Young Adults With Autism Need Help Managing Money: Study

FRIDAY, April 21, 2017 (HealthDay News) -- Lack of financial skills is a big pothole on the road to independence for many young adults with autism, a new study indicates.

University of Missouri researchers interviewed 16- to 25-year-olds with autism. Most participants saw the link between adulthood and such responsibilities as paying bills and filing taxes, but many were anxious about it.

"Participants agreed that independence required managing finances and all expressed frustration in their own abilities when it came to knowing how to handle and use money," said study leader Nancy Cheak-Zamora, an assistant professor in the School of Health Professions.

"According to the participants, the lack of financial skills has serious consequences on their ability to assume adult responsibilities," she said in a university news release.

The study shows the need to help young adults with autism improve their money knowledge, the researchers said.

"Despite the importance of financial autonomy and the increased independence that comes from understanding money, financial management and decision-making often are seen as outside the purview of professionals working with young people with autism," said study co-author Clark Peters. He's an associate professor at the university's School of Social Work.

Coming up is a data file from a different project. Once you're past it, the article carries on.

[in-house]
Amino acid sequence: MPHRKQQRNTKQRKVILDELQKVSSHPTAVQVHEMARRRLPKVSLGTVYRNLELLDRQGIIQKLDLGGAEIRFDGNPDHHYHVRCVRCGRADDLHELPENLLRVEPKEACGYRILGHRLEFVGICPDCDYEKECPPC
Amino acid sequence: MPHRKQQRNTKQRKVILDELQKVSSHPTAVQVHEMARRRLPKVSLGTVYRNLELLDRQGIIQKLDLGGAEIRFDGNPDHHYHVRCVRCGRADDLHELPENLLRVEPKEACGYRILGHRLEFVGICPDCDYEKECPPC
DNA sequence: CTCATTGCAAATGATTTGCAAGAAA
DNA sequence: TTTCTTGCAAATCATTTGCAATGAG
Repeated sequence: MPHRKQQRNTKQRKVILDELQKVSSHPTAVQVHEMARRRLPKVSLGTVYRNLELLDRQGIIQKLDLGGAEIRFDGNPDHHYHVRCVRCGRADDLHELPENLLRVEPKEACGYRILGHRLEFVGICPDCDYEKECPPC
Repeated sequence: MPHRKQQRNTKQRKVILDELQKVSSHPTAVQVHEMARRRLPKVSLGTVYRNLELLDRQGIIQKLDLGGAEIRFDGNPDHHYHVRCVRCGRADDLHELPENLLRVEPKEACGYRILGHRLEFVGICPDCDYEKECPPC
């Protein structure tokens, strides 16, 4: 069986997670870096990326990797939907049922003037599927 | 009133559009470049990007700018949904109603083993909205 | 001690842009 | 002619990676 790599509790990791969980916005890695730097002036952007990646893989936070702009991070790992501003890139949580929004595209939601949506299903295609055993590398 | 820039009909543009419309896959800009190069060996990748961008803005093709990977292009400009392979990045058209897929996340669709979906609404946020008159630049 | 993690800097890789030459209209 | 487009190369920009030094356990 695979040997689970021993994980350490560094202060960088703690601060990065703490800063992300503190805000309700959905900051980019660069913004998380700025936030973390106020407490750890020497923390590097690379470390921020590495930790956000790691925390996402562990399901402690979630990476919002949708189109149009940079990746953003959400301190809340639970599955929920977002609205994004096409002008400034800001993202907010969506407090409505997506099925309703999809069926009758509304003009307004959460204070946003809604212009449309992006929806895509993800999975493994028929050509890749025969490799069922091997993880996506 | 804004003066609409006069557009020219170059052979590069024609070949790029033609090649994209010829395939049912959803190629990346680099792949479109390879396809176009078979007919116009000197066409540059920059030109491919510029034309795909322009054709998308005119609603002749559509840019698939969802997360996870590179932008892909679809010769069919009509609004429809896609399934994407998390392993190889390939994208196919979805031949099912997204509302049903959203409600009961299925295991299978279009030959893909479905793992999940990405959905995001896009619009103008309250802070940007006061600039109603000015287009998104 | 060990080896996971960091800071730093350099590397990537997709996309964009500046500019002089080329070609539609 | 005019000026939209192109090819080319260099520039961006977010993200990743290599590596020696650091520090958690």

Schools and independent living programs should emphasize financial literacy, Peters said.

Parents and caregivers can also help, according to the researchers. For example, they can bolster skills by having children with autism pay for items at stores and setting up bank accounts.

The researchers called on financial institutions to take steps to help customers with special needs, such as providing dedicated phone lines.

Autism affects more than 3 million people in the United States and diagnosis rates continue to rise.

The study was published recently in the Journal of Child and Family Studies.

More information

The U.S. Centers for Disease Control and Prevention has more on autism.

-- Robert Preidt

SOURCE: University of Missouri, news release, April 17, 2017

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